Yes: tradition! That's what the Chairman said too. And the chairman is never wrong. Even when he is selling the synthetic paper representation of that tradition and in the process allowing all those who trade on "value" and not "moment" to average down in terms of infinitely dilutible fiat paper.

Back to India:

“Some customers are still scared to buy now as they feel the price will go down more,” Chetan Ranka, owner of Choksi V. Naginchand, said after answering a call from a prospective customer on one of the four phones at his desk. “I have received more than 250 calls on Monday inquiring about the prices. Normally I get maybe 50 calls a day.”

The lower gold drops, the more people will buy.

“I had been keeping a tab on gold prices daily by reading the newspapers,” Sakshi Jain, a 39-year-old housewife, said as she held an intricately designed necklace against her neck in front of a mirror in Zaveri Bazaar. “I had some wedding purchases to make and as soon as prices dropped I came to buy.”

And the rub: once the correction is over, and prices resume their inexorable rising, the double down will become a buying frenzy, as everyone will realize one simple thing. Just because the BLS says inflation is has not arrived, it merely means the central banks, who are laboring under some $40-50 trillion in excess debt, will have no choice but to also double down. And one of these days not even the BLS' best efforts at fudging reality will fail.

Incidentally, they are already are. As the MIT's Billion Prices Project shows, there is just a slight disconnect between reality and what is being spoonfed.

Finally, for some actual numbers, we go to Bank of America which has calculated that the disconnect between the paper selloff and physical buying spree can only last so long before gold shoots right back up to $2000 as the surge in buying overwhelms the paper selling.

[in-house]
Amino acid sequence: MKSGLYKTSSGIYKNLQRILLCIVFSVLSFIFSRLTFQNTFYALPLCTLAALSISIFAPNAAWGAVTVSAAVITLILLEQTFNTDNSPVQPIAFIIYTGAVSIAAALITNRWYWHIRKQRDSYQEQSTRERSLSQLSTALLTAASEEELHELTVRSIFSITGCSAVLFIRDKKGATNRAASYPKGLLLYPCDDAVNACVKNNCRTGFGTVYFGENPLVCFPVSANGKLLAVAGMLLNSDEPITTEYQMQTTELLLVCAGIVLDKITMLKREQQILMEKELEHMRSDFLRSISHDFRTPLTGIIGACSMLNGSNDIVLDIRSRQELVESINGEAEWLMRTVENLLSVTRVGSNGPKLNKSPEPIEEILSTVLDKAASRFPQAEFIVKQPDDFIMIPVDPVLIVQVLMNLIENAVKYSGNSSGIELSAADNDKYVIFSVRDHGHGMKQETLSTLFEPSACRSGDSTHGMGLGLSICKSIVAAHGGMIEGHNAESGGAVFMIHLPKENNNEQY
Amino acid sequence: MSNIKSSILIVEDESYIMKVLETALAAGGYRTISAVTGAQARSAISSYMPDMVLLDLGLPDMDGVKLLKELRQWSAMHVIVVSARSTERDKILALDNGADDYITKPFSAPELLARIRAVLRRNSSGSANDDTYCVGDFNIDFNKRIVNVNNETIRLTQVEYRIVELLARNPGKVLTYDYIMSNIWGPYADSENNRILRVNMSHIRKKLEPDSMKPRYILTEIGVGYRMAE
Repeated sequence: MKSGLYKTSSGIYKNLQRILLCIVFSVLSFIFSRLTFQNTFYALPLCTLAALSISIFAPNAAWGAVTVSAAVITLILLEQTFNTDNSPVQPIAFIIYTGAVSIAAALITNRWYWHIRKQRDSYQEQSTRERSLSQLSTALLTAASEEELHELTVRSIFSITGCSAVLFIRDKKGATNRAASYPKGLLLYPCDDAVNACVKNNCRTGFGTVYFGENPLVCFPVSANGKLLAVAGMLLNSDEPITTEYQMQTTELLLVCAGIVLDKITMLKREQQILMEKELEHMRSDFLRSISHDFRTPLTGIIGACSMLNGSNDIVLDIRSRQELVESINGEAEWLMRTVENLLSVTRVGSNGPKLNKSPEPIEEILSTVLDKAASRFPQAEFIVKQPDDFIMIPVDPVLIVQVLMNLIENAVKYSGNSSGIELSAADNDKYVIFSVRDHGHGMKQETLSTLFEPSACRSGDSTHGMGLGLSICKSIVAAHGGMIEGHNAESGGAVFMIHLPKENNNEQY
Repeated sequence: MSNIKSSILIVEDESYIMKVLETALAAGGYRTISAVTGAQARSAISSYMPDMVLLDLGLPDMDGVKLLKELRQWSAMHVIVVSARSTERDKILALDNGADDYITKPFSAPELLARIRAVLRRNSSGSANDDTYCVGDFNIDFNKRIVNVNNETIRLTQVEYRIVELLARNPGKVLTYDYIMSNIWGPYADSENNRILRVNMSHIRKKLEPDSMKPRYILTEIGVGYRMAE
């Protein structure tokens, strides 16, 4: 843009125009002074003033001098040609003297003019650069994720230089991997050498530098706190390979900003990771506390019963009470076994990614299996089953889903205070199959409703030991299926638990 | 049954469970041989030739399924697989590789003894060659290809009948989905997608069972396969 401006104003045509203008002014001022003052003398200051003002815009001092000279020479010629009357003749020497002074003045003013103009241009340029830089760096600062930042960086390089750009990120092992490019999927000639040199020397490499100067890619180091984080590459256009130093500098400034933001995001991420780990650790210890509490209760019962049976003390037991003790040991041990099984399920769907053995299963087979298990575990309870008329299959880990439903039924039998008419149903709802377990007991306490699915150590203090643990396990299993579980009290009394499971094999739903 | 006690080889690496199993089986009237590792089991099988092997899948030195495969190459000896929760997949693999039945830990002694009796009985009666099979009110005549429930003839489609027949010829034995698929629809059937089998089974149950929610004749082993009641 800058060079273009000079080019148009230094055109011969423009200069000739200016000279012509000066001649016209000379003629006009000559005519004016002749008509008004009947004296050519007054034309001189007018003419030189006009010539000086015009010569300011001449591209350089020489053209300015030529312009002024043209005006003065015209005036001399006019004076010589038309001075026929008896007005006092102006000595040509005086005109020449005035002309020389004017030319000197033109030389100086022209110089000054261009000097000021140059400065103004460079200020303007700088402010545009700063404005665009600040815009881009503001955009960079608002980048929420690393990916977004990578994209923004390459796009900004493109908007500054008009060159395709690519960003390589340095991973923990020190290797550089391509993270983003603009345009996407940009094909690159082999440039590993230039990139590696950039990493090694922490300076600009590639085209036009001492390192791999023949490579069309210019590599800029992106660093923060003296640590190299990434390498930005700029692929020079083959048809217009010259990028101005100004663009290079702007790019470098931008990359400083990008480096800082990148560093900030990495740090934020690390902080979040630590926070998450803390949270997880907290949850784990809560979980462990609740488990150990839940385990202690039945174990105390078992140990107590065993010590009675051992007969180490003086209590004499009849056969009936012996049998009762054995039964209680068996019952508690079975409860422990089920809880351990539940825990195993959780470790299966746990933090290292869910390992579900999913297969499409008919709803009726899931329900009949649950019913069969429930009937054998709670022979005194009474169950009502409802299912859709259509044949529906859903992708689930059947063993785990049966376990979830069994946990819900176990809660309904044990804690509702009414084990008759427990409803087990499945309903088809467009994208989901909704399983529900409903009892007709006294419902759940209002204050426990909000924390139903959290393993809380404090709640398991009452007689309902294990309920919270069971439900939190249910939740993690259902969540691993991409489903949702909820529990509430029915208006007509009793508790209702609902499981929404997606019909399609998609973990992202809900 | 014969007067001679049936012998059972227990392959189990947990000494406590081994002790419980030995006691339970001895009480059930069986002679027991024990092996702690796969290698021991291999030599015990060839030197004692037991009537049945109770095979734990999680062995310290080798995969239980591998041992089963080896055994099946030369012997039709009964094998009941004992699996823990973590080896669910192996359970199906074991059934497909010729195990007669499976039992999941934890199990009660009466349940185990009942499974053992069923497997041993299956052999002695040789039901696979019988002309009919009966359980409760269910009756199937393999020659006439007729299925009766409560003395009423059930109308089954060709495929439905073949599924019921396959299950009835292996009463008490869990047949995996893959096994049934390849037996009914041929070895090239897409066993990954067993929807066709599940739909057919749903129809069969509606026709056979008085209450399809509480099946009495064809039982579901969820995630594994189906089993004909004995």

With prices now below $1,500/oz, we expect a pick-up in jewellery demand in the medium term and see considerable pain for miners should prices dip below $1,200/oz. As such, we believe the downside to gold prices may be limited to an additional $150/oz. In fact, we estimate that jewellery demand may become so pronounced by 2016 that prices could trade above $1,500/oz even if investors remain net sellers. Looking at sensitivities from a different angle, investors would need to buy merely 600t of gold to sustain prices at $2,000/oz by 2016, compared to non-commercial purchases of 1,798t in 2012.

And some more thoughts from BofA:

Cyprus’ announcement to sell nearly 14t of gold reserves was a key trigger behind the recent collapse in gold prices, as it raised concerns that other peripheral nations may follow suit. Given our estimate that every $45/oz represents a net sale of 100t, the move over the last two days would suggest net sales of 480t, or about 20% of yearly mine supply. In short, the market seems to have discounted the combined future gold sales of Portugal and Greece. As we believe additional gold selling in the European periphery is highly unlikely, we find it hard to fully justify the sell-off.

So please go ahead and sell. All we can say is, well, thanks.